Explanation: This lesson is, in the literal sense, a eulogy on the divine and uncreated wisdom, which before all things was in God; through which all things were made, disposed, and preserved; which rejoices in its works, and calls upon all its creatures, especially on men, to render to it love and obedience. Most of what is here said is also to be applied to Mary, of whom it may with truth be said that, as the holiest and most admirable of all creatures, she occupies the first place in the heart of God. Therefore the Church also refers to her those words of the wise man: "I came out of the mouth of the Most High, the first born of all creatures."

Gospel (Luke 1:26-28): And in the sixth month the angel Gabriel was sent from God into a city of Galilee, called Nazareth, to a virgin espoused to a man whose name was Joseph, of the house of David, and the virgin's name was Mary. And the angel being come in, said unto her: Hail, full of grace; the Lord is with thee; blessed art thou among women.

November 29, 2008

Blessed Denis of the Nativity & Blessed Redemptus of the Cross

1600 + 1598 - 1638 - Memorial - November 29

Denis of the Nativity (a.k.a: Dionysius of the Nativity), a priest, was called Pierre Berthelot in the world. He was born in 1600 at Honfleur, France.

Denis was a sailor from the age of twelve, then a pilot-in-chief, cartographer, and cosmographer to the king of Portugal, and to the French court.

He still was a member of the royal court when around the age of 35, Pierre realized that he was called to the religious life. He left all his possessions and he became a Discalced Carmelite in 1635 at Goa, India. With Blessed Redemptus of the Cross, he traveled as a missionary to the king of Achin.

He was ordained in 1638. That same year he was sent on an embassy to Sumatra as both pilot and Chaplin.

Pope Leo XIII beatified him in 1900.

Redemptus of the Cross was called Thomas Rodriguz da Cunha in the world. He was born in 1598 in Portugal. He made his profession in 1615 as a lay brother, with the Discalced Carmelites in Goa, India. With Denis of the Nativity, he traveled as a missionary to the king of Achin.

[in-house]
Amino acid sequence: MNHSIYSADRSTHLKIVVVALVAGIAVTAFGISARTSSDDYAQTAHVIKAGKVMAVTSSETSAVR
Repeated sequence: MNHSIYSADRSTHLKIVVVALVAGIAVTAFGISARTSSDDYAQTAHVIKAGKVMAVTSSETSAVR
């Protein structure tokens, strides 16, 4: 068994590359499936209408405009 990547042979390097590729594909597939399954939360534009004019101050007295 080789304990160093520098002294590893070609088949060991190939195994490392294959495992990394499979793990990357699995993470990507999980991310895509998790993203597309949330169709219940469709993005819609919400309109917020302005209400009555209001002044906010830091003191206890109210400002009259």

Pope Leo XIII beatified him in 1900.

While living in the Carmel at Goa, Denis & Redemptus met and formed a friendship. They spent several years together in Carmel and each developed their prayer life and spirituality. In 1638 Denis was asked to serve as pilot for a Portuguese diplomatic mission to Sumatra. After reaching Sumatra, they were both captured and told to deny their Faith. Both refused and were tortured to death on November 29, 1638 on the Malay Archipelago, giving the ultimate witness to their faith in Christ.

Pope Leo XIII beatified this pair of Carmelites in 1900.

November 19, 2008

St. Raphael Kalinowski, priest

Also known as Joseph Kalinowski
1835-1907 - Memorial - November 19th

Father Raphael of Saint Joseph Kalinowski, was born at Vilna, 1st September 1835, and at baptism received the name Joseph. Under the teaching of his father Andrew, at the Institute for Nobles at Vilna, he progressed so well that he received the maximum distinction in his studies. He then went for two years (1851-1852) to the school of Agriculture at Hory-Horky. During the years 1853-1857, he continued his studies at the Academy of Military Engineering at St Petersburg, obtaining his degree in Engineering, and the rank of Lieutenant. Immediately afterwards he was named Lecturer in Mathematics at the same Academy. In 1859, he took part in the designing of the Kursk-Kiev-Odessa railway.
In 1863 the Polish insurrection against their Russian oppressors broke out. He resigned from the Russian forces, and accepted the post of Minister of War for the region of Vilna, in the rebel army. On 24th March 1864, he was arrested and condemned to death, a penalty that was mitigated to 10 years hard labor in Siberia. With an admirable strength of spirit, patience, and love for his fellow exiles, he knew how to instill into them the spirit of prayer, serenity and hope, and to give material help together with a word of encouragement.
Repatriated in 1874, he accepted the post of tutor to the Venerable Servant of God, Augusto Czartoryski, living mostly in Paris. His influence on the young prince was such, that Augusto discovered his true vocation as priest and religious. He was received into the Salesians: by their founder: St John Bosco, in 1887. On the other hand, Joseph Kalinowski entered the Discalced Carmelites at Graz in Austria, and received the religious name of Brother Raphael of Saint Joseph. He studied theology in Hungary, and was ordained Priest at Czerna near Krakow, 15th January 1882.